In order to help MHM readers further their genealogical searches, we have approached five of the top family history specialists looking for advice. In the hope that their answers would provide helpful information for the eager genealogist, we asked each of them the same question: In light of genealogy’s recent surge in popularity, how would you advise someone keen to trace their own family’s history and what services would you be able offer them?  Here are their responses.

Jersey Archive

Researching your own family history is like embarking on a journey of discovery with twists, turns, puzzles, and surprises along the way. If you think that your family or military ancestors spent time in Jersey, Jersey Archive is the best place to start your research. Established as part of Jersey Heritage in 1993, Jersey Archive is the Island’s national repository holding archival material from public institutions as well as private businesses and individuals.  Jersey Archive can help you uncover your Jersey genealogy, either by visiting Jersey Archive or online.

Before you visit us at the Archive, write down everything you know about your family – start with your own details and then move on to your parents and grandparents. Collate full names, dates of birth, marriage, and death if possible, and any other relevant details such as military service.

Once you have gathered all the information you can from family members and family documents you can then visit the Jersey Heritage online catalogue which contains details of over 200,000 documents held at the Jersey Archive.

www.jerseyheritage.org


Ancestry

Exploring your family’s past has never been easier, or more rewarding. Ancestry.co.uk is the world’s largest online family history resource, with over 10 billion records to help you discover your ancestors’ lives.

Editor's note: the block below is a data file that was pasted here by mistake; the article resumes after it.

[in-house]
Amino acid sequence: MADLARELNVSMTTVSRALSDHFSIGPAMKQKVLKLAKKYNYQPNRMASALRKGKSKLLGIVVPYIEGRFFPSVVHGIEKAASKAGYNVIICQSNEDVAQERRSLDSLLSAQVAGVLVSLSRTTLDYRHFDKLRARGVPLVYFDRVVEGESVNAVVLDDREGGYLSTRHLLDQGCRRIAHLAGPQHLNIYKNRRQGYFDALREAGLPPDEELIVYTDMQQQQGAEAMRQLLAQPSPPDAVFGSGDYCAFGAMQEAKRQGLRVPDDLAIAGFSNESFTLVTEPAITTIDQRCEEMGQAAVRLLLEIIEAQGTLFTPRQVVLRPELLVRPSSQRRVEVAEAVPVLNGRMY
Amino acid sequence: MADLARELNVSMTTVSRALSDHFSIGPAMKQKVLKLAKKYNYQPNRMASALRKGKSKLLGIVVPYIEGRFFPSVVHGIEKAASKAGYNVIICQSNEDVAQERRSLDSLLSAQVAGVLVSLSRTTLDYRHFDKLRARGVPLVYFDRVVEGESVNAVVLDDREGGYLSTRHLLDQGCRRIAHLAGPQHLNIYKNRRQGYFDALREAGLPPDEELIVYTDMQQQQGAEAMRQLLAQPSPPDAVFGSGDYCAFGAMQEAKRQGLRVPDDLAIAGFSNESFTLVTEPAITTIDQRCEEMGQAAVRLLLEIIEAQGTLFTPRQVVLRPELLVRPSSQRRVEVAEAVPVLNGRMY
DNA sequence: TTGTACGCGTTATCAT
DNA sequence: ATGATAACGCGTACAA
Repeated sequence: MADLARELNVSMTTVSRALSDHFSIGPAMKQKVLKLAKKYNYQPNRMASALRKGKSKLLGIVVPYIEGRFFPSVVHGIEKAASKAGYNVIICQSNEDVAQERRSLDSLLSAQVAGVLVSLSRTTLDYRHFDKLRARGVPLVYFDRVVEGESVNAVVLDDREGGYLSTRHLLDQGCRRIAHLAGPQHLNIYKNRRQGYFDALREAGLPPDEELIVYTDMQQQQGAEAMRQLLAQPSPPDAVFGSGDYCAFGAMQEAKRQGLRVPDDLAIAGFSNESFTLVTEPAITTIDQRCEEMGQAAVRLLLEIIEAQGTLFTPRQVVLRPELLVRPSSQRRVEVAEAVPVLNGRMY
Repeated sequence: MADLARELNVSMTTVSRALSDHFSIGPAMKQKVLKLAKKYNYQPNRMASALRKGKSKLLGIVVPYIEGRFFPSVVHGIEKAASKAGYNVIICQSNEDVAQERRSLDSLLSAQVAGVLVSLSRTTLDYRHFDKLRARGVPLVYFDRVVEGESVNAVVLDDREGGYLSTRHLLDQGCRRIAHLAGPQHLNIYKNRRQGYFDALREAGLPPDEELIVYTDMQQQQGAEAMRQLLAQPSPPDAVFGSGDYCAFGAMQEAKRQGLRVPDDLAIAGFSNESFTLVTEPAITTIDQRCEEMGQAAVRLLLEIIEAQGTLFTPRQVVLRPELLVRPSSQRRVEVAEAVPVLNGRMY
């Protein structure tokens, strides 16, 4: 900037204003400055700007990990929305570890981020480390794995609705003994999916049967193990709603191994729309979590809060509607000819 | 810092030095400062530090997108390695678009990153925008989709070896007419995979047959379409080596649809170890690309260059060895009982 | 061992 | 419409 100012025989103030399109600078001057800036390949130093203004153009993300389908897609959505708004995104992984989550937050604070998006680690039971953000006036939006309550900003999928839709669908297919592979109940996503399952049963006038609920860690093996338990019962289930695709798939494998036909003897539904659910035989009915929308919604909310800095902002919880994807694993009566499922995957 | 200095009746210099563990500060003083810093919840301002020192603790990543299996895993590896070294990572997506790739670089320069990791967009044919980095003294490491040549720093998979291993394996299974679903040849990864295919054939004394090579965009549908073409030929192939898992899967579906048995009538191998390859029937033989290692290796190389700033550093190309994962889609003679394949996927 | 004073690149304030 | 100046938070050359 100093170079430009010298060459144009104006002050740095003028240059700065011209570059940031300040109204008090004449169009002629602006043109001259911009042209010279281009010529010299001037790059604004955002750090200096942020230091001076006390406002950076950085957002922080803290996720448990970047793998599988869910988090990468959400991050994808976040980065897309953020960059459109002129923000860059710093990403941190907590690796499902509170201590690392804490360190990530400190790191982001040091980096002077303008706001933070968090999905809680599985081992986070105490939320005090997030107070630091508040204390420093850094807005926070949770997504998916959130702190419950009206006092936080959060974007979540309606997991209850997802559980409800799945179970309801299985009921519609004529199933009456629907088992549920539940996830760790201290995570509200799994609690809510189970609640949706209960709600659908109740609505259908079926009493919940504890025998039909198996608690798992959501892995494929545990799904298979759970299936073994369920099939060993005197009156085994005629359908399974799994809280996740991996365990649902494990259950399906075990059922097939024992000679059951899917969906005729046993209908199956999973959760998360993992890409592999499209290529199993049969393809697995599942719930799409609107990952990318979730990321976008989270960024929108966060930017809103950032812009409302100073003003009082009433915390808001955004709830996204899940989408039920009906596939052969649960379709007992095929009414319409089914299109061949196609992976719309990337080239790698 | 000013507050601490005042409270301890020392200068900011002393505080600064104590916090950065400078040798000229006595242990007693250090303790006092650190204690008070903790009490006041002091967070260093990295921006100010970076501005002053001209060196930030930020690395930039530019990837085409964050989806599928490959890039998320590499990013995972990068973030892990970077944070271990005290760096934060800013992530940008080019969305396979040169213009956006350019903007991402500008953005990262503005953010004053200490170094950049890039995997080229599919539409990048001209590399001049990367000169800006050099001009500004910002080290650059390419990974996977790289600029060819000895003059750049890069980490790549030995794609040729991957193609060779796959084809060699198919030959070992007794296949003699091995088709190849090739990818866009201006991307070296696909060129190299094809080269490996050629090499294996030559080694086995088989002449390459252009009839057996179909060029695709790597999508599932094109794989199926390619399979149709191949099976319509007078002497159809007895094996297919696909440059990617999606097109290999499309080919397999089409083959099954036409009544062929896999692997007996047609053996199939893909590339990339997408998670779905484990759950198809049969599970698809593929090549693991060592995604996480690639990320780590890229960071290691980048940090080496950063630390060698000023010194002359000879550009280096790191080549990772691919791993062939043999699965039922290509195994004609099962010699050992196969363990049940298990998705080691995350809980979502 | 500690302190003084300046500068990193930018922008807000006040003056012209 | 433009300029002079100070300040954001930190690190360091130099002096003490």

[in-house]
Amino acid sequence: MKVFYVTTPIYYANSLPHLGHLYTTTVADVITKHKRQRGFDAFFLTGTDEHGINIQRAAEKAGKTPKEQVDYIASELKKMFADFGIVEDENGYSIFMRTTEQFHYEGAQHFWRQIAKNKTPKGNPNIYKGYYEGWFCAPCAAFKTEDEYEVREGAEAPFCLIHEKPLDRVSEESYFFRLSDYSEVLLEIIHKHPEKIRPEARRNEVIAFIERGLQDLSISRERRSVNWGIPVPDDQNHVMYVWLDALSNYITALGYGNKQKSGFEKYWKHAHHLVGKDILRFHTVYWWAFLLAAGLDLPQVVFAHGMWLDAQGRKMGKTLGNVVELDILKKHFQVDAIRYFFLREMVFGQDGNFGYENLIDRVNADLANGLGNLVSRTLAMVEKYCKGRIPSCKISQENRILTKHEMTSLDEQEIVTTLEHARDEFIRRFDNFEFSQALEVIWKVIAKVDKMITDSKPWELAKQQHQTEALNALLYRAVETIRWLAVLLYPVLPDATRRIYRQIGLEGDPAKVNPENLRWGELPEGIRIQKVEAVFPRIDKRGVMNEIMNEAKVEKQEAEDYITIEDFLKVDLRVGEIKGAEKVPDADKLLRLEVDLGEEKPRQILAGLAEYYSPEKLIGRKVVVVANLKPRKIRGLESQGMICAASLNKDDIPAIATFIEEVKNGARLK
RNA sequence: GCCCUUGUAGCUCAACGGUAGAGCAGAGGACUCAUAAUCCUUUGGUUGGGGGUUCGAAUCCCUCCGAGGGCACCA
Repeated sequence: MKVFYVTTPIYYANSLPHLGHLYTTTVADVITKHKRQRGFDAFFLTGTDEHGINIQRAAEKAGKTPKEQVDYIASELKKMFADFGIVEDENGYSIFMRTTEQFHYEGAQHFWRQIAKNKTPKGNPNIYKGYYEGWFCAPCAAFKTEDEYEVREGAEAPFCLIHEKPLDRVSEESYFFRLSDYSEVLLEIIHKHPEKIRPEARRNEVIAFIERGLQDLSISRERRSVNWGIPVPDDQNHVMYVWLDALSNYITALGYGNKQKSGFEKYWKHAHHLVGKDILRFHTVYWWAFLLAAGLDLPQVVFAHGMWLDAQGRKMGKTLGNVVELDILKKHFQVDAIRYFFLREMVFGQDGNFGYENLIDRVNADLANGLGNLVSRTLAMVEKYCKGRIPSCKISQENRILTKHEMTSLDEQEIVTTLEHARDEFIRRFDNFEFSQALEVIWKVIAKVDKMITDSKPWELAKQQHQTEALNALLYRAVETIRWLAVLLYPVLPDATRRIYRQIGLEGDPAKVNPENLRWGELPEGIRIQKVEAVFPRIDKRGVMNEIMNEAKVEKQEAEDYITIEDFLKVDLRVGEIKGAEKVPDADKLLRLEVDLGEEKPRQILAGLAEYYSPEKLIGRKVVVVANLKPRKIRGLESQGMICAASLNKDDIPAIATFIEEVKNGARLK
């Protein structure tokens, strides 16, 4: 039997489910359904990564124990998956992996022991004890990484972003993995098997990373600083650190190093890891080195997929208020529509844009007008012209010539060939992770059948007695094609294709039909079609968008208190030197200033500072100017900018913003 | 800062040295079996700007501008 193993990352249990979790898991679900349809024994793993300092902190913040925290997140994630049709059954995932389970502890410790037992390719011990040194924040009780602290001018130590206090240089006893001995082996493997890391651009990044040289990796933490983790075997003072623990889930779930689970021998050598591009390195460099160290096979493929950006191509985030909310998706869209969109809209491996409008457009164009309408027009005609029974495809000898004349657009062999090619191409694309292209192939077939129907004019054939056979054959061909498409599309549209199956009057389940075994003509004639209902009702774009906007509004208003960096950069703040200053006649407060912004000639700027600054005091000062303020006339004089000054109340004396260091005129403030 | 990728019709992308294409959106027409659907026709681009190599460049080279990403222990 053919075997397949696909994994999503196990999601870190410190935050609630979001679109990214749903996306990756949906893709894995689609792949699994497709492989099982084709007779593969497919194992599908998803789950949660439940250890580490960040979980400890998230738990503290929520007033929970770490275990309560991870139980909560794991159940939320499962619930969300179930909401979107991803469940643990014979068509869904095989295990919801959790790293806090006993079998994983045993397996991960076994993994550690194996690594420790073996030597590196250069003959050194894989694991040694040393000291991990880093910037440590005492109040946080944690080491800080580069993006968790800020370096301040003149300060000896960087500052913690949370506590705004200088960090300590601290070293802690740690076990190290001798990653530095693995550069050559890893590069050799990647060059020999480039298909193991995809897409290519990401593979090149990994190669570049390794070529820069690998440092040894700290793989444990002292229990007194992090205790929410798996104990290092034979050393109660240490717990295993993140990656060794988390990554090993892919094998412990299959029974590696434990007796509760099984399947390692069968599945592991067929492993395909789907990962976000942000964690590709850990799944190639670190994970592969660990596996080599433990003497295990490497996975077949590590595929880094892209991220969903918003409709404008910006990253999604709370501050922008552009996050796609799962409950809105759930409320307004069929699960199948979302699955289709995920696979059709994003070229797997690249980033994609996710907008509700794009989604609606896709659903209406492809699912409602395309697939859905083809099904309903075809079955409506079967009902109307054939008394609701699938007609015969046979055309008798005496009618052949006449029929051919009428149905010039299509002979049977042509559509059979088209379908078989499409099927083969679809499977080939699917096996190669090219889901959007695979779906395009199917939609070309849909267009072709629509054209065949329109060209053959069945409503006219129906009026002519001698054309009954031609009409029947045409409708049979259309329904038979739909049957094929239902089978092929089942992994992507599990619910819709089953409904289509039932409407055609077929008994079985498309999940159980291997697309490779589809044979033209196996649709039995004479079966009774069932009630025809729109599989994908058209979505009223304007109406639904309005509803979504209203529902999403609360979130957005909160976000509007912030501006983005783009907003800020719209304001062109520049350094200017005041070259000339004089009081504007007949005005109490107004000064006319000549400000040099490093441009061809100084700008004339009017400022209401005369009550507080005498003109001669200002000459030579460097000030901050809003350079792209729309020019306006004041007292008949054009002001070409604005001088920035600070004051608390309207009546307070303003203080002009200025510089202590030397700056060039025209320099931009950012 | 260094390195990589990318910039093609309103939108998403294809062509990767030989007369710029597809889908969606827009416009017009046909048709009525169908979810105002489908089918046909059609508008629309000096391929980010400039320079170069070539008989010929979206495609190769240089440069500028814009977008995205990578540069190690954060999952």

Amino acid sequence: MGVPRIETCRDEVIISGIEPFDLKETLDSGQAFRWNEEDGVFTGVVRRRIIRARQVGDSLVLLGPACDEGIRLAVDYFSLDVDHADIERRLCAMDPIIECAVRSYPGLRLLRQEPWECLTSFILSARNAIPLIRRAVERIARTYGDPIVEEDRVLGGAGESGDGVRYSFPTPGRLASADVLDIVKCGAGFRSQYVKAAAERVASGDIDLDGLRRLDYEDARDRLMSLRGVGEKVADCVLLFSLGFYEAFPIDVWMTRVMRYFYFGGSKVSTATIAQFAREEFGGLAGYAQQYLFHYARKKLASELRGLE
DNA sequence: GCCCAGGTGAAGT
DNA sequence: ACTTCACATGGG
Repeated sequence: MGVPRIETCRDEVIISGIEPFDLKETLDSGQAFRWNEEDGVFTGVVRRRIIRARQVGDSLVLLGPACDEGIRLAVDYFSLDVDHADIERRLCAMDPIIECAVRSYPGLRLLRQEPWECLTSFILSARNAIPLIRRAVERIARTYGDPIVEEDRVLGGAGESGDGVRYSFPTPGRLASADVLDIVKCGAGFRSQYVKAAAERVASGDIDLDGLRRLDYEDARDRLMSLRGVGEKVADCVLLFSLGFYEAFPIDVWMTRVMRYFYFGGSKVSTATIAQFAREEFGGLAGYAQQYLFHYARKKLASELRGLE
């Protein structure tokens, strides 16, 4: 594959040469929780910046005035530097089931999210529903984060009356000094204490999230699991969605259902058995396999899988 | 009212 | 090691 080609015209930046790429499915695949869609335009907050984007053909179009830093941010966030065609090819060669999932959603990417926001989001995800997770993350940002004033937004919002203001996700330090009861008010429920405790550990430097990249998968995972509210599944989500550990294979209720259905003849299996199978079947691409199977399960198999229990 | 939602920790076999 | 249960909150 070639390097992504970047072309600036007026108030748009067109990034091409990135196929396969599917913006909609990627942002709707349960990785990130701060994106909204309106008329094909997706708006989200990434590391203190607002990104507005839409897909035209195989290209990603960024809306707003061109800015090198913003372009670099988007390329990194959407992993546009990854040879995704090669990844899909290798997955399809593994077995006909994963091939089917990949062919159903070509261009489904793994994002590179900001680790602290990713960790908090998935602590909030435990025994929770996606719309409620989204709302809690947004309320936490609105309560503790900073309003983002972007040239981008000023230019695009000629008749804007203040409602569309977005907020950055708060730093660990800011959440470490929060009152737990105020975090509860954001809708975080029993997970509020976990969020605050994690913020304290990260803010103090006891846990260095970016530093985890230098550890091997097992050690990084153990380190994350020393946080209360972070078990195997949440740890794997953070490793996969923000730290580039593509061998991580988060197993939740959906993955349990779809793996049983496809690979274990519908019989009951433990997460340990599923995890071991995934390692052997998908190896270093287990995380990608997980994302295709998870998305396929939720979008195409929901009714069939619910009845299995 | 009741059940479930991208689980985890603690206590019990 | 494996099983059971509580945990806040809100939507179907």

It’s simple to get started – just create your family tree at Ancestry.co.uk. Start by adding anything you know about yourself and close relatives like your parents and grandparents.

Your tree can then help you make new discoveries. You’ll quickly start to notice green ‘Hint’ leaves next to your relatives’ names. These mean the site has more information about those people – and perhaps even earlier generations.

You’ll find all kinds of fascinating family stories in census, occupation, immigration and military records, plus millions more historical documents. You can then learn more through the huge network of Ancestry.co.uk members – some of whom will share your ancestors.

Anyone can start their discoveries with a 14-day free trial. Claim yours and get started today at Ancestry.co.uk


Families in British India Society

Families in British India Society (FIBIS) was established fourteen years ago, its purpose to help people with ancestors who served in British India to discover the details of those ancestors and of the background to the lives which they led.